Short Mountain, a new (legal) Tennessee moonshine distillery, will be bringing over a demonstration still and a restored moonshine truck from the 1950s.
The guys behind Short Mountain will be on hand to talk about the craft of moonshine and recount the colorful days when the white spirit was illegal in the state.
(There's been a renaissance of craft distilling in Tennessee since laws were eased a couple years ago, "reviving a rich state heritage nearly destroyed by Prohibition," as my colleague Walker Duncan wrote in a recent cover story in The City Paper.)
Kay Bob's, the flatbread sandwich joint that has acquired quite a few fans since it opened last year, doesn't have a liquor license, but you can stroll over to nearby Jackson's Bar & Bistro to taste Short Mountain's wares.
The event is 5:30 to 8 p.m. Thursday, April 5, at Kay Bob's, 1602 21st Ave. S. in Hillsboro Village. Check out the full release after the jump.
Kay Bob’s to Host a Tennessee 'Moonshiner' and His Still during the April 5th, Hillsboro Village Art Walk
Kay Bob’s Flat Bread Sandwiches and Short Mountain Distillery of Woodbury, Tennessee are partnering to bring an historic piece of Middle Tennessee to the Hillsboro Village Art Walk this Thursday.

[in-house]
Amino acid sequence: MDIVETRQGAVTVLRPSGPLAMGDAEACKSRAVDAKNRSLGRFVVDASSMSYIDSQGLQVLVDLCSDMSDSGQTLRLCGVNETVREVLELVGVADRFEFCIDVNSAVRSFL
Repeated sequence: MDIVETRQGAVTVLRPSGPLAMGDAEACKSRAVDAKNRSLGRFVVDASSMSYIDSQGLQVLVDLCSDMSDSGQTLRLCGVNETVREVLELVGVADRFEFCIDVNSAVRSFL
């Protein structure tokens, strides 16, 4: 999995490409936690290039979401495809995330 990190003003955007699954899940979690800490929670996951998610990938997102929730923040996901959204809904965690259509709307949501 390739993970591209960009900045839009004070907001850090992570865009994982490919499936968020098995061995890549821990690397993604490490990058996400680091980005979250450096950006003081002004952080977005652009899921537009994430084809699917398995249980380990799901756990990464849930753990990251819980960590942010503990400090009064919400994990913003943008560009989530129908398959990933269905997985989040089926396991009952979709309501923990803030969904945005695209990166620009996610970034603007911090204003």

From 5:30 p.m. – 8:00 p.m. at Kay Bob's (1602 21st Ave. S), one of Short Mountain Distillery’s “moonshiners” will set up a demonstration still and be on hand to discuss the production of moonshine and to share his tales and adventures from the days when the production of “white lightning” was illegal in Tennessee.
Nashville, TN – (April 2, 2012) A new chapter recently began in the story of Tennessee’s whiskey making heritage when three living legends of moonshine making signed a deal with Short Mountain Distillery.
Jimmy Simpson, Ricky Estes and Ronald Lawson all grew up in Cannon County around Short Mountain where some families on hard times relied on illicit moonshine to make ends meet. It’s a story of struggle, honor, and perseverance, and it’s the story of America.
They will be sharing their knowledge of moonshine during the Hillsboro Village Art Walk on Thursday, April 5th. On hand, will be a demonstration still, as well as a restored 1951 “moonshine truck.” Plenty of hay bales will be available at Kay Bob’s for those who would like to take a seat and learn how moonshine is produced.
Since Kay Bob’s does not have a liquor license, Jackson’s Bistro is also partnering with the event to make samples of Short Mountain moonshine available to those who wish to try it.
Blues band Kevin Balls & the Busters will also provide live music.